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The people you quoted (the Founders) wanted all people to assimilate, but there were a lot of walls put up for people who CAME like the Irish and the Chinese. For some people BROUGHT here it was illegal for them to assimilate: e.g. slaves. Washington, Jefferson, and Madison actually owned slaves which (who?) could not assimilate and become citizens - regardless of what those three wrote.

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Our founders were imperfect and didn't always live up to their ideals. Their flaws shouldn't diminish the extraordinary founding principles they endowed upon us and the ideas that conceived this nation. If we are only allowed to appreciate ideas uttered by flawless individuals, we should listen to no one and read nothing.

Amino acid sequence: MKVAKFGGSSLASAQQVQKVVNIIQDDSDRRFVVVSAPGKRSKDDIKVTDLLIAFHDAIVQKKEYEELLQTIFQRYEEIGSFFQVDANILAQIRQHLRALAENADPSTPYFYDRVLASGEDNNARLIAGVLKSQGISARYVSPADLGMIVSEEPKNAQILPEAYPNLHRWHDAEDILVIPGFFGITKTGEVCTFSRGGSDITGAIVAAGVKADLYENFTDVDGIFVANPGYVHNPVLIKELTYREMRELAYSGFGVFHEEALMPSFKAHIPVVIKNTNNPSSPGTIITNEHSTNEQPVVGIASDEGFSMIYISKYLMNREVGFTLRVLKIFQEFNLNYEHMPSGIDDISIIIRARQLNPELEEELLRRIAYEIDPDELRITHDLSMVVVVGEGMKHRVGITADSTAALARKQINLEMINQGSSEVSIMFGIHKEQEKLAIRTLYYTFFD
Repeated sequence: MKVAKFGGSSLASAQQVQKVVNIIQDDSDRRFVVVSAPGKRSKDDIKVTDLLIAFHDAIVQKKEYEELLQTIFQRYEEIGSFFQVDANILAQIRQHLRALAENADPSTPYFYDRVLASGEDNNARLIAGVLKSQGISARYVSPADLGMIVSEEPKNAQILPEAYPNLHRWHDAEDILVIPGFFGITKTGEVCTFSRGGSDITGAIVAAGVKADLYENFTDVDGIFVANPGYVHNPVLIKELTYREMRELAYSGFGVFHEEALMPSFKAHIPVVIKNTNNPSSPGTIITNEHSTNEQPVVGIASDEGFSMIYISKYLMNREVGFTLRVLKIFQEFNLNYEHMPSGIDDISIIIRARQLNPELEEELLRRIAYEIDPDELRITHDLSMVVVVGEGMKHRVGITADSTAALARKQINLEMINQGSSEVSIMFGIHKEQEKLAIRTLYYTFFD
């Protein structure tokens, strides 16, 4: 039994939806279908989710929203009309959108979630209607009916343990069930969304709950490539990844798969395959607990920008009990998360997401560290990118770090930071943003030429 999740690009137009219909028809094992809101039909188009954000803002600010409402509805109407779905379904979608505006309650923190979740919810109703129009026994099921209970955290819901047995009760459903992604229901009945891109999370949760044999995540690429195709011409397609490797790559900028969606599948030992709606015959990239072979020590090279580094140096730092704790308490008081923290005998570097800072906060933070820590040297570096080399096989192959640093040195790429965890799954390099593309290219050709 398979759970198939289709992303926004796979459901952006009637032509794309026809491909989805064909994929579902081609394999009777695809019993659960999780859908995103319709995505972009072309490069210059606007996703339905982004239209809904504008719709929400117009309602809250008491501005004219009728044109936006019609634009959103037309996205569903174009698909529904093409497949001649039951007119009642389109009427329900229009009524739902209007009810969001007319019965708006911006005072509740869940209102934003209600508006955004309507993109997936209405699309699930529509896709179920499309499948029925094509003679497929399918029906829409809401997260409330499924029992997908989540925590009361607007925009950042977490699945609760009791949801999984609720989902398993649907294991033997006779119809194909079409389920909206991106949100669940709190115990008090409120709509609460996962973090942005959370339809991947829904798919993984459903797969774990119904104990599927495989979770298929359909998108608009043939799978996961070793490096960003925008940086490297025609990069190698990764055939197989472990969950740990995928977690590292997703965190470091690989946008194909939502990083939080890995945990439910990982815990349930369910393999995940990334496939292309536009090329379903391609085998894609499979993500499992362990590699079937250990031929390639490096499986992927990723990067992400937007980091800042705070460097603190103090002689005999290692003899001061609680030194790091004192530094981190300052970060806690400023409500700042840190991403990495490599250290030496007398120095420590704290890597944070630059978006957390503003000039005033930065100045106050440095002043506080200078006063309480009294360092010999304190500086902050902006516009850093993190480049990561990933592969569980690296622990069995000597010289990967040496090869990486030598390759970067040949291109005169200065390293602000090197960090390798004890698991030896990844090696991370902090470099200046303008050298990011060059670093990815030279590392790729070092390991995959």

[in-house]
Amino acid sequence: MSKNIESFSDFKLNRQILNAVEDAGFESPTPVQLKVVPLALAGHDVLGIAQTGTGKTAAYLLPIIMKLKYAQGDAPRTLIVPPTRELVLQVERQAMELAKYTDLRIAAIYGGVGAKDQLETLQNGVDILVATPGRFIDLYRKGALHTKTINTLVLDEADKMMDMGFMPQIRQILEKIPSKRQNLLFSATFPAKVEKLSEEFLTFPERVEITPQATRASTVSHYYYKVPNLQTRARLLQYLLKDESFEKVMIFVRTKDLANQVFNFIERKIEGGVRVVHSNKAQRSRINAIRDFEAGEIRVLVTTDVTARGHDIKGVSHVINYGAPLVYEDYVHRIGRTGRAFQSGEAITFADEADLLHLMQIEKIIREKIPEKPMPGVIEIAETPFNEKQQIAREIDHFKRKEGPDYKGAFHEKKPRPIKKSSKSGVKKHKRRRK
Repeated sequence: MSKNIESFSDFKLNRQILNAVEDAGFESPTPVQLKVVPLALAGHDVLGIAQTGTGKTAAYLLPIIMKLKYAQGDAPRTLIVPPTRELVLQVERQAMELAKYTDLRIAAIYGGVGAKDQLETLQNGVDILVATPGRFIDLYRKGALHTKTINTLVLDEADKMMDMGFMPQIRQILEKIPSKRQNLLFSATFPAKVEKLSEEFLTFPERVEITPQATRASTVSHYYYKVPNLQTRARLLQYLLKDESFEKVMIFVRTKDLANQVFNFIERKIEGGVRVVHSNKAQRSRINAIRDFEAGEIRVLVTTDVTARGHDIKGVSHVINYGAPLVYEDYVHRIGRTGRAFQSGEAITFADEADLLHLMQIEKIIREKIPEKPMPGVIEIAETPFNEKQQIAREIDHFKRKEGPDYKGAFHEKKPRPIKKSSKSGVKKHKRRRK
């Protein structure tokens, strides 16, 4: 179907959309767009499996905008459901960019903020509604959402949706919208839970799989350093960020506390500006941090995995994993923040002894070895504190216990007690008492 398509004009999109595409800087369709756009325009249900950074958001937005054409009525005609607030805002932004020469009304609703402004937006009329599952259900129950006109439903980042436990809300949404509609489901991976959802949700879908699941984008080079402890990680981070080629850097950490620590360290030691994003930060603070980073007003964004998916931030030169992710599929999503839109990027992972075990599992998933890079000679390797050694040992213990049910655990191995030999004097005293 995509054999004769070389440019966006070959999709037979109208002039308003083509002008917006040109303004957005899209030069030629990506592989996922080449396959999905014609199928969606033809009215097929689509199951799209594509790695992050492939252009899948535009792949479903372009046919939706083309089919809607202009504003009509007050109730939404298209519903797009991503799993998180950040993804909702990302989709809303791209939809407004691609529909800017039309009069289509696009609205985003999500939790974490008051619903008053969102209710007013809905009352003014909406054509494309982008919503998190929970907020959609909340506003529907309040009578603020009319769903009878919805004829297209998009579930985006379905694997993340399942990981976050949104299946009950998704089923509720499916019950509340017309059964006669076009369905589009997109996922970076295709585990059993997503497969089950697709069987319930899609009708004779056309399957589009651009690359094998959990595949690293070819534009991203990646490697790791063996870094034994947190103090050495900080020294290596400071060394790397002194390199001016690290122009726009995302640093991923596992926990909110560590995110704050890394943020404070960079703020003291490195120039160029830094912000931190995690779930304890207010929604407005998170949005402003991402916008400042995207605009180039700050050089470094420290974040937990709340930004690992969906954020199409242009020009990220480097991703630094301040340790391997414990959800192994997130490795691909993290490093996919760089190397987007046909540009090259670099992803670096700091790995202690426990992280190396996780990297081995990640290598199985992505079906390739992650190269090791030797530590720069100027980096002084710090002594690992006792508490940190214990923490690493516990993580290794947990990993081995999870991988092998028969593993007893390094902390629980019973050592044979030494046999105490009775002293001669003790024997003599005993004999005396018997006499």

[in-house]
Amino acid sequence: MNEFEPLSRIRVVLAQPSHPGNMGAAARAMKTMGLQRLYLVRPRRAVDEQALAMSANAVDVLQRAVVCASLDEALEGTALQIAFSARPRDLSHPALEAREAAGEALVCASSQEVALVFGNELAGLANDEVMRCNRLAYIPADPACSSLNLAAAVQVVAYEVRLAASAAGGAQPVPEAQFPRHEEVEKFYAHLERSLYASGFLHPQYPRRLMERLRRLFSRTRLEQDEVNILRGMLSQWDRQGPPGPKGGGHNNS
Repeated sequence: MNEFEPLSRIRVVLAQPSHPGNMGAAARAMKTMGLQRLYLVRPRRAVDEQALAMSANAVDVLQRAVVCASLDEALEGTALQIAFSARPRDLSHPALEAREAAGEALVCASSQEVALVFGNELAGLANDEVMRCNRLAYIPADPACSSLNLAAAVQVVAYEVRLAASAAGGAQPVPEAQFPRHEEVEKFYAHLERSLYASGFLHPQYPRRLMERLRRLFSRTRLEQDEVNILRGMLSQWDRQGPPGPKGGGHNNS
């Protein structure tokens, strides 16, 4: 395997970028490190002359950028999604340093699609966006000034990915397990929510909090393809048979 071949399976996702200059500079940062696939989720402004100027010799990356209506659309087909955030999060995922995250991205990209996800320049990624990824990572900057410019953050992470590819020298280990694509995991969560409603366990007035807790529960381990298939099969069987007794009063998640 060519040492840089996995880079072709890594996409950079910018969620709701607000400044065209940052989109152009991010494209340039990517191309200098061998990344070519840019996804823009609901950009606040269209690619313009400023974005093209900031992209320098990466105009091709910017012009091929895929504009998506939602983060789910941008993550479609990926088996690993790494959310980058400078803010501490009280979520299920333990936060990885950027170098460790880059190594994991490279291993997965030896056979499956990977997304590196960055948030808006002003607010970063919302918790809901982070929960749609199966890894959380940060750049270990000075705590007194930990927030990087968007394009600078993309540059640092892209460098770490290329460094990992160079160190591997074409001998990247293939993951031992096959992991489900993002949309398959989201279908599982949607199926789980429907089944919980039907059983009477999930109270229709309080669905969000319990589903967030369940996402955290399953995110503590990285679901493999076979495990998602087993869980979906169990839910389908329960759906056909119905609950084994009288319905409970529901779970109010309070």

We shouldn't deny that America has tried to live up to its founding principles, including fighting a bloody Civil War. We are still far from fulfilling these lofty ideals; all we can do is keep trying to be better each day.

A final thought on assimilation: I learned through my own experience as an immigrant that assimilation is also a personal choice. Then and now, regardless of challenges, many immigrants did choose to overcome obstacles, learn English and the American culture, and eventually themselves and the culture elements they brough with them all have become part of the integral fabric of America.

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Jun 2, 2023Liked by Helen Raleigh

I agree with you completely.

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